Interpreting Blood Test Results

The numbers can be mystifying to most people, what does it all mean? You go in once a year for a physical and your health care provider want to draw a little blood too. The results come in and you’re frantically trying to write them down, unsure of what they mean or what questions to ask. On the other hand, your doctor may tell you everything’s okay, that you have a couple of numbers on the high side, something to watch for, but doesn’t really give you any numbers. Part of taking charge of your health includes becoming knowledgeable about your body and how all the systems work. Interpreting blood test results is part of that, which is why it’s important to ask questions when speaking to your health care provider about the results, and don’t leave without getting the answers you want.

Some common blood tests are CBC (complete blood count), CMP (complete metabolic panel), TSH (thyroid stimulating hormone), liver enzymes, and electrolyte panel, and others as deemed necessary for specific conditions. Samples taken to measure the amount of cholesterol in the blood use a small sample taken from a finger prick, or from a vein in your arm. The blood is tested for total cholesterol level, HDL or good cholesterol, LDL or bad cholesterol, and triglycerides, which represent your risk for heart disease and helps to guide a course for treatment if necessary. Other chronic health conditions, like diabetes, require testing of the blood multiple times throughout the day to make sure glucose levels remain in the appropriate range. Interpreting blood test results in this case is a detrimental part of managing the diabetes, which is why diabetic education is crucial to patients and their families.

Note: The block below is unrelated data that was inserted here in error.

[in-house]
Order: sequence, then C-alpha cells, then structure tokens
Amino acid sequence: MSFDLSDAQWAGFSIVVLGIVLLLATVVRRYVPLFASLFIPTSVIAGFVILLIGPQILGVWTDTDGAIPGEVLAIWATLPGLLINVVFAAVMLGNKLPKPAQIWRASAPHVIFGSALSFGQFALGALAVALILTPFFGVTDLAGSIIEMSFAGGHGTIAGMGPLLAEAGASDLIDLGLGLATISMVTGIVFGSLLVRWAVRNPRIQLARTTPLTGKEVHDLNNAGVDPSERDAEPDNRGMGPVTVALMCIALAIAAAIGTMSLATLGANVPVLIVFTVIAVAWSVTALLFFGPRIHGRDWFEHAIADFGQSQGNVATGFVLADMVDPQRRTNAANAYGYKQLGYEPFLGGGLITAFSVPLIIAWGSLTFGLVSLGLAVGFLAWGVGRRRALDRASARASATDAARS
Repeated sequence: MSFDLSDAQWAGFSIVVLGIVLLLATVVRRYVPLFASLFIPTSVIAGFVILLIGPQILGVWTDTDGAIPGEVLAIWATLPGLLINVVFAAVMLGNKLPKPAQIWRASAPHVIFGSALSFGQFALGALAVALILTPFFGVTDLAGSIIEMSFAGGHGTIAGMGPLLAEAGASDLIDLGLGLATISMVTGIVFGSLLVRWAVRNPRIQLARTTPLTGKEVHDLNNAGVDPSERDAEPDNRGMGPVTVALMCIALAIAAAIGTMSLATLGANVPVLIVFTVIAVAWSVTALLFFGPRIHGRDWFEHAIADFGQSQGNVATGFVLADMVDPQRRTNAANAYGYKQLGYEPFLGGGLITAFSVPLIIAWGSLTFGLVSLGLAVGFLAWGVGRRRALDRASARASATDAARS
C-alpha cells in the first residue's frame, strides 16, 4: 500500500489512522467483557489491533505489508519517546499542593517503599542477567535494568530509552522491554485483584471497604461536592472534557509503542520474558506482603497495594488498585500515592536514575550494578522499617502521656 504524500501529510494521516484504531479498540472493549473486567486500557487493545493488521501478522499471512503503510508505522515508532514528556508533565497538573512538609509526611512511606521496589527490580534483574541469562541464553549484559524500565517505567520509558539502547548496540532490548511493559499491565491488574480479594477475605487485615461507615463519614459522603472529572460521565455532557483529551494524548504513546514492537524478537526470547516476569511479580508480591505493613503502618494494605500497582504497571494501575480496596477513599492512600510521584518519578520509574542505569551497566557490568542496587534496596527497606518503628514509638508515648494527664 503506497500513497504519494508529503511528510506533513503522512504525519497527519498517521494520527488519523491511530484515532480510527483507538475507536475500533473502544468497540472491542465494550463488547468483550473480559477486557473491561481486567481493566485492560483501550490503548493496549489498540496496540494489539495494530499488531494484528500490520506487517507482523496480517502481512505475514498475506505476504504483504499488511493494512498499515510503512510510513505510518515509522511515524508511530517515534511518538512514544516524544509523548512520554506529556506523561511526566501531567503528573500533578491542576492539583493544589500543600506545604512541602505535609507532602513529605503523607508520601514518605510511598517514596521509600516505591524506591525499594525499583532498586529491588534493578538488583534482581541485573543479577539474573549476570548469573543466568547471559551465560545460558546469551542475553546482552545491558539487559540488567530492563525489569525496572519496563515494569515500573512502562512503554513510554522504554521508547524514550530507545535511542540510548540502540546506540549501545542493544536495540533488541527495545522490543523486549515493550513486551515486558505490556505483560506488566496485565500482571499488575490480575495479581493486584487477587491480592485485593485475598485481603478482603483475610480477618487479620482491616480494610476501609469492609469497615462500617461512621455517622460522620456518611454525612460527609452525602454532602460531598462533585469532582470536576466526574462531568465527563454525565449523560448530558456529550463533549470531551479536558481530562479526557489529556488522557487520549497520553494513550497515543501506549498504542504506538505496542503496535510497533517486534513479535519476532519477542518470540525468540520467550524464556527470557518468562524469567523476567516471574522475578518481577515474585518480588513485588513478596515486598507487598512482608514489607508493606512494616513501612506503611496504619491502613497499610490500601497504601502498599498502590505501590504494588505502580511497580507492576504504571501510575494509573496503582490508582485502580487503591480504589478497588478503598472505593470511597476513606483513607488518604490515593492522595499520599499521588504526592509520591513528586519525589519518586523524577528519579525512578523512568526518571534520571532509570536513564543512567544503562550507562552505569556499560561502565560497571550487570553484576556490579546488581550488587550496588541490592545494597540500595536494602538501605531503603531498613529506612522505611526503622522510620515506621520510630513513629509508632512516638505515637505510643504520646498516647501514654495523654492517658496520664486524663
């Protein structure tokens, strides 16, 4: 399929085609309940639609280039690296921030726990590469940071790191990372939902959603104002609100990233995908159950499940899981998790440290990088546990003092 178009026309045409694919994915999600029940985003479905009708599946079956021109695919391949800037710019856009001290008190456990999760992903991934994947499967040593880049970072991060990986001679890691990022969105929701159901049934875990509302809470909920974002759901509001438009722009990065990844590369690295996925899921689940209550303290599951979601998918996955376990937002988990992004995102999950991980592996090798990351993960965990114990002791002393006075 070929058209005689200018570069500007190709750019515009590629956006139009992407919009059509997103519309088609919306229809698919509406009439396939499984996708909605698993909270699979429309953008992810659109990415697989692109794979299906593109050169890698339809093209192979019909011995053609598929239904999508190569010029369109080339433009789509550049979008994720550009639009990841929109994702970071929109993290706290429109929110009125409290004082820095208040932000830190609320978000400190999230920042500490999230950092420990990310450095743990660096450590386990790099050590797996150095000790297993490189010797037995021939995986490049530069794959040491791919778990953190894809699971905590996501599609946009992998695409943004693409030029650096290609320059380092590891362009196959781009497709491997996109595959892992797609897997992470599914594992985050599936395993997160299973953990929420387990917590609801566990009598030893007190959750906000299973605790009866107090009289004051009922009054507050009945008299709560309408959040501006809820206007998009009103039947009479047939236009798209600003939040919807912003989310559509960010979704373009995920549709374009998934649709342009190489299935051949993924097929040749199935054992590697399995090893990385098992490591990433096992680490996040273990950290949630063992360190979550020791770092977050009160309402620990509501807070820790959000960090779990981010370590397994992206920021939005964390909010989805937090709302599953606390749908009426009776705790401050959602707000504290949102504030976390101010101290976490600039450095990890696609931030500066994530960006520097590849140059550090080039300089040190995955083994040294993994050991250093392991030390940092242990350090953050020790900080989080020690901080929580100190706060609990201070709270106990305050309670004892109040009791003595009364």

Review information about blood tests and learn how to interpret blood test results, so that when your doctor calls you know what he or she is talking about! Of course, interpreting blood test results should ultimately be left to the medical professional because knowledge of underlying disease process is critical to accurate diagnosis and prognosis. Blood tests can have false positive or negative results, and sometimes need to be repeated to confirm or negate the first test. Record and track your results in a small journal or computer spreadsheet so that you can note any variations if they occur. You should always go over any questions or concerns you may have with your health care provider and stay on top of what you body’s up to!